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FOOD & DRINK

Get Stuck Into Chef Scott Pickett's Recipe for Pork Jowl with Cider and Boudin Noir

The Saint Crispin chef puts a unique spin on classic pork and apple.
By Lauren Vadnjal
September 10, 2015
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By Lauren Vadnjal
September 10, 2015
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We don't know how things go down in your household, but the only food we generally pair a cider with is a packet of salt and vinegar chips on a balmy afternoon. But while this is undoubtedly a terrific use of an ice-cold bottle of the alcoholic apple beverage, it turns out that cider is great when used as an ingredient in your food as well.

It's not just us saying that, by the way. Melbourne's Scott Pickett, chef and restaurateur at Saint Crispin and Estelle Bistro, agrees. "It adds an interesting element to a sauce or dish or puree, as opposed to using your standard red or white wine," says Pickett, who after reopening his Northcote restaurant The Estelle as Estelle Bistro earlier this year, has just opened the second phase of the space: Estelle by Scott Pickett.

And what does cider complement best? According to Scott, it goes best with cured salmon and fish, charcuterie and — of course — pork.

Pork jowl — which, for the record, is the cheek of the pig — is somewhat of a signature for Scott, who has continually used the jowl on the menu at his evolving High Street restaurant. With Estelle Bistro opening in February, the lineup changed, but jowl still stands as a stalwart. Only now it benefits from the addition of an ingenious cider gel.

Adding the blobs of cider to the plate adds a whole other taste to the pork, says Scott. '"The sweet, yet dry flavour profiles of the cider and the fragrant apple add an extra element to the dish."

So if you want to get a bit fancy with your cider and experience the true culinary chemical reaction that occurs when pork and apple are combined in the same mouthful, try making Scott Pickett's signature pork jowl with cider gel and boudin noir (that's a French blood sausage) this weekend. Fancy, fancy recipe below:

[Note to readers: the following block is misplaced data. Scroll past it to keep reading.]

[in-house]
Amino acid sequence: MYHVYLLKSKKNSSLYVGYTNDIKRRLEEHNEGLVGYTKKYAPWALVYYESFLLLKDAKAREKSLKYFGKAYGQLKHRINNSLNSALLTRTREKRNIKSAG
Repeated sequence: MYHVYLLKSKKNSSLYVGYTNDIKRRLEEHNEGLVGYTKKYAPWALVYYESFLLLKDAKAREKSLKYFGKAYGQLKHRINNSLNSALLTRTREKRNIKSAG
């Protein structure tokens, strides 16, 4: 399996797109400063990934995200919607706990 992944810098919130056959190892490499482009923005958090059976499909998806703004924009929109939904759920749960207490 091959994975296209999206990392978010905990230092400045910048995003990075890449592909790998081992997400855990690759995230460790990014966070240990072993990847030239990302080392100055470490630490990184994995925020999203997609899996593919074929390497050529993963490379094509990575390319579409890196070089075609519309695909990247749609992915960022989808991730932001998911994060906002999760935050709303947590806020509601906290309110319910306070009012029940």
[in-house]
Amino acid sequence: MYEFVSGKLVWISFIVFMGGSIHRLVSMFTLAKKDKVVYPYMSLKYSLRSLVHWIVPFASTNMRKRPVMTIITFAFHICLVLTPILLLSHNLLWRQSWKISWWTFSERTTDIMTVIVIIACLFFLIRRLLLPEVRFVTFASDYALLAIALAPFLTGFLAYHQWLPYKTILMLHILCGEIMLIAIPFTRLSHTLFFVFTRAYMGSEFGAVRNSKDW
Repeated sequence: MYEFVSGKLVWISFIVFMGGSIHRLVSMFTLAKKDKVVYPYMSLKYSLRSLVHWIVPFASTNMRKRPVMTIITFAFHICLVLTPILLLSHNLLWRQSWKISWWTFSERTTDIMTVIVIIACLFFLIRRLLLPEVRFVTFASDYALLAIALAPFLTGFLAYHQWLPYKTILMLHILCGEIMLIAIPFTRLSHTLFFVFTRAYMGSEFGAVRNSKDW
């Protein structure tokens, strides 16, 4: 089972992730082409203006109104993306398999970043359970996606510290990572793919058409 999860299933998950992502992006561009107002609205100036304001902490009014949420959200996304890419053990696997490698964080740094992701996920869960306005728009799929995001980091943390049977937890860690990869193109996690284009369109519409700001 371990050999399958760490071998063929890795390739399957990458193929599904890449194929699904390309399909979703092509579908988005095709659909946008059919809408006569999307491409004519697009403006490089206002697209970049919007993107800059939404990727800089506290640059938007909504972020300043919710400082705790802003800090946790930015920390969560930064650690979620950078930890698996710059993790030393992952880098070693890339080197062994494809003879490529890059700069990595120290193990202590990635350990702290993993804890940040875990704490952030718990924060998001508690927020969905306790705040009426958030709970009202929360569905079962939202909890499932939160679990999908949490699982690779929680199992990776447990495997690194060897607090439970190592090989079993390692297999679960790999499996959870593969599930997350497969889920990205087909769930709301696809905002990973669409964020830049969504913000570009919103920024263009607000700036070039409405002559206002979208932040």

Ingredients

3 pork jowls, skin on
500ml apple juice
375ml James Squire cider
200g boudin noir (blood sausage)
4 pickling onions
5g agar agar
1tsp seeded mustard
Red mustard leaves
500g rock salt
1 bunch of thyme
1 bunch of sage
4 cloves of garlic

For the pork jowl

Place the rock salt, thyme, sage and garlic in a food processor and process all ingredients until well combined. Trim any excess fat and skin from the pork jowls, cover them in the salt mix and leave to sit in the fridge overnight. The next day, rinse off the salt and place jowls on a roasting rack lined with baking paper and roast at 230 degrees for 80 minutes.

For the cider gel

Pour the cider into a saucepan and, on the stove, reduce it until there's only half the liquid left. Add the apple juice and agar agar. Bring the liquid back to the boil, and when it's boiling, pour into a bowl and place it in the fridge to set. Once it has set, place the liquid into a blender and puree until a smooth gel forms.

For the Boudin Noir crumb

Roughly break up the boudin noir and place it on a baking tray lined with baking paper. Bake in the oven at 150 degrees until the sausage has dried out and resembles large breadcrumbs.

To serve

Cut the pickling onions in half and roast with the layers facing down in a very hot pan. Continue to roast until slightly charred and tender, and when you remove them from the oven, separate the layers to get a shell-like shape. Take out the pork and cut it into 2cm slices. Place one slice of the pork jowl in the centre of the plate, and surround it with three dabs of the cider gel and three of the onion shells. Top with the boudin noir crumbs, dribble the grain mustard over the plate and garnish with the mustard leaves.

Published on September 10, 2015 by Lauren Vadnjal

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